Large-Scale Benchmark


To benchmark the performance of our approach, we build a large complex 3D assembly dataset, consisting of 2,146 assemblies ranging from 3 to 50+ complex parts. 240 assemblies were selected for the test set for benchmarking, and the rest were used to train the part-selection model.

Dataset statistics.
Dataset statistics.
Overview of our training dataset.
Examples of our training dataset.

Overview of our test dataset.
Examples of our test dataset.


We evaluate the percentage of assemblies from the test dataset that can be disassembled using ASAP, given a specific computational budget. We compare the performance of ASAP against a naive Random Permutation baseline, a Genetic Algorithm baseline and Assemble Them All. The comparisons are shown based on different feasibility evaluation budgets (low = 50, high = 400) and different numbers of parts can be held.

Quantitative compairson results.

Results show that ASAP outperforms all three baselines by a significant margin. Previous methods also don't take into account gravitational stability, producing assembly sequences with floating parts and apparently unstable poses. Note that we conduct quantitative comparisons without constraints from robotic manipulators, which isolates the impact of planning strategies on assembly success while abstracting away the nuances of robotic hardware and specialized tools.

Qualitative comparison results.

Robotic Demonstration

We integrate ASAP with a robotic setup targeting real-world deployment with a UFACTORY xArm 7 robotic arm and a Robotiq 2F-140 gripper. The motion of the robotic arm and gripper is governed by grasp planning, inverse kinematics and collision detection, and the orientation of the rotary table is also planned by a heuristic to optimize arm reachability. The integration is fully extendable to other choices of robot arms and grippers. To our knowledge, ASAP is the first method to generate physically-feasible robotic assembly plans by only taking the assembly and robot specifications as input without additional human guidance. (Note that only the moving arm is shown in the videos.)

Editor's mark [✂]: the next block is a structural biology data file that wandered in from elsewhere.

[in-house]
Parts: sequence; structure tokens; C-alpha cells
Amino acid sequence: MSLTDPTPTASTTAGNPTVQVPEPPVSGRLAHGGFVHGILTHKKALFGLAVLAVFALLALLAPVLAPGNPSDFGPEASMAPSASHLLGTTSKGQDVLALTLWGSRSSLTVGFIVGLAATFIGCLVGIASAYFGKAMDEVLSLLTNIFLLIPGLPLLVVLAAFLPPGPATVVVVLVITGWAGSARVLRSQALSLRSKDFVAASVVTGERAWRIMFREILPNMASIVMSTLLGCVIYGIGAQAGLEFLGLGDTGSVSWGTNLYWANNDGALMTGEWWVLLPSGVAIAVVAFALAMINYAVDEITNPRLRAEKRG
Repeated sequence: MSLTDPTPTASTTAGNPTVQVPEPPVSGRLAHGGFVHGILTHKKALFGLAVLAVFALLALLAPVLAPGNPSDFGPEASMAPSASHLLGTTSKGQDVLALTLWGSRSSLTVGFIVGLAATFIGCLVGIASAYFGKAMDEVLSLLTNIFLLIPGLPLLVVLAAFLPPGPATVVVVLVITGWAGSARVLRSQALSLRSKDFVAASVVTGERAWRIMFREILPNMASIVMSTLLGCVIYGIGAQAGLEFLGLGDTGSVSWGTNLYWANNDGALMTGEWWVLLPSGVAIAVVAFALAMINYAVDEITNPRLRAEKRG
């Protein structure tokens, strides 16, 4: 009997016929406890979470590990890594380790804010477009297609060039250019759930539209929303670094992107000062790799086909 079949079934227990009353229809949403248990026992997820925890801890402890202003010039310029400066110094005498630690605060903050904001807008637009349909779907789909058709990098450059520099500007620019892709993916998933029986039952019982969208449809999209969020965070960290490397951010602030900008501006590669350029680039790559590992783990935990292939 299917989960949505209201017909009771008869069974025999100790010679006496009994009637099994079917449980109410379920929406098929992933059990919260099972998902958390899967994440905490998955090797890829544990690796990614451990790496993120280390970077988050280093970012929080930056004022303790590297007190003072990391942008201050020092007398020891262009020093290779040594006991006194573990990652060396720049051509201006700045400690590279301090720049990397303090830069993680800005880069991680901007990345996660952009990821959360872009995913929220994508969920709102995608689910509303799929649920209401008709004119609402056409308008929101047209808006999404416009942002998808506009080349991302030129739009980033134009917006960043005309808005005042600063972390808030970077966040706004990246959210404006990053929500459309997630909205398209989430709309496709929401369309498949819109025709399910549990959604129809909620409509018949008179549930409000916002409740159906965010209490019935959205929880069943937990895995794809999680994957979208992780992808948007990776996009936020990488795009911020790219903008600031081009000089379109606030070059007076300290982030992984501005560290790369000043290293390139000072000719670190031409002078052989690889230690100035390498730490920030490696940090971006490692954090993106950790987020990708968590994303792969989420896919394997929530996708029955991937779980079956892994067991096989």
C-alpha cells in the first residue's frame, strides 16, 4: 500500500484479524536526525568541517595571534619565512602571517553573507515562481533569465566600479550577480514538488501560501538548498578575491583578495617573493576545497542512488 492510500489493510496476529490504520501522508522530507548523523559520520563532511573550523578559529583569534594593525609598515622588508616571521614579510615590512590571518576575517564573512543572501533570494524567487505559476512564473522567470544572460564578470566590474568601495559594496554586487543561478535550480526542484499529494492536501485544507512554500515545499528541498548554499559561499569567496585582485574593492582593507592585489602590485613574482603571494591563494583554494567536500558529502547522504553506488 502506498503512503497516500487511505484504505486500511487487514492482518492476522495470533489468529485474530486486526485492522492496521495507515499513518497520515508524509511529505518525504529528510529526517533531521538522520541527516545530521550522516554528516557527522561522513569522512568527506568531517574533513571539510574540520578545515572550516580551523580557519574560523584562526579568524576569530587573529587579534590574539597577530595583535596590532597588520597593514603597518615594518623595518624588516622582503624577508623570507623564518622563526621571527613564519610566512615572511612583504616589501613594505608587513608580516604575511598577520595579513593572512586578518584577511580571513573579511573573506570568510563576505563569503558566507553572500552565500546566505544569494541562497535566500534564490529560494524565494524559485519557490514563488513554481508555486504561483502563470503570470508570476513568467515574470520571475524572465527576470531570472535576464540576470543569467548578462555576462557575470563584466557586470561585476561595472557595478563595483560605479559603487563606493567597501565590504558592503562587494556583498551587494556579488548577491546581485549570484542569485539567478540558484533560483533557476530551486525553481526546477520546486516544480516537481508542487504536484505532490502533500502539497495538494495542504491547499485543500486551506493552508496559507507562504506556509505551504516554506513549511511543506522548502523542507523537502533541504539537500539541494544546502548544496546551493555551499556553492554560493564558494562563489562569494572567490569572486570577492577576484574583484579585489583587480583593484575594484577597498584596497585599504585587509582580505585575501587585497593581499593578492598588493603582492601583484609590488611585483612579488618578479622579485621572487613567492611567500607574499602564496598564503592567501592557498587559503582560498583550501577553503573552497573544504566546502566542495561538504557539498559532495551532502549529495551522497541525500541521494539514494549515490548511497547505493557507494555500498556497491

Here we demonstrate the sim-to-real transfer on a real-world hardware setup with a 3D printed beam assembly with 5 parts, where we show a step-by-step correspondence between simulated ASAP plans and real hardware execution. To aid in the spatial localization of assembly components, we use a laser-cut placemat that allows the robot to determine the precise positioning of parts, thereby reducing potential assembly errors. The direct sim-to-real transfer is non-trivial because due to tight millimeter-level clearances in assembly joints for stability and inherent errors in part fabrication and arm localization, which can be made more robust by incorporating vision or force feedback and adaptive manipulation skills.

Simulation Step 1
Simulation Step 2
Simulation Step 3
Simulation Step 4
Real Execution

Additional Experiments

Learning Assembly From Human Intuition

We are motivated by the apparent ability of humans to intuit the correct disassembly order of assemblies. Therefore, we develop a novel data labeling tool and training pipeline to learn part selection strategy from human annotation. Human annotators are shown an interactive 3D view of an assembly and asked to select which part to remove next.

We label both the full assembly and partial assemblies that form a fully connected graph. Each assembly is independently labeled by three annotators and the majority vote label is used. To support the large-scale nature of this labeling job, the labels were crowd-sourced using the Amazon Mechanical Turk workforce.

Due to the high expense and noisy nature of human annotations, we only label a small subset of the full assembly dataset and we fail to achieve the same level of performance as the simulated data. However, we believe that this is a promising direction for future work.

Online labeling platform for learning assembly from human annotated data.
Our interactive data labeling tool. Users are presented with a full assembly or a fully-connected partial assembly and asked to click on the part they would remove next while keeping the rest of the assembly intact.


      title={ASAP: Automated Sequence Planning for Complex Robotic Assembly with Physical Feasibility}, 
      author={Yunsheng Tian and Karl D. D. Willis and Bassel Al Omari and Jieliang Luo and Pingchuan Ma and Yichen Li and Farhad Javid and Edward Gu and Joshua Jacob and Shinjiro Sueda and Hui Li and Sachin Chitta and Wojciech Matusik},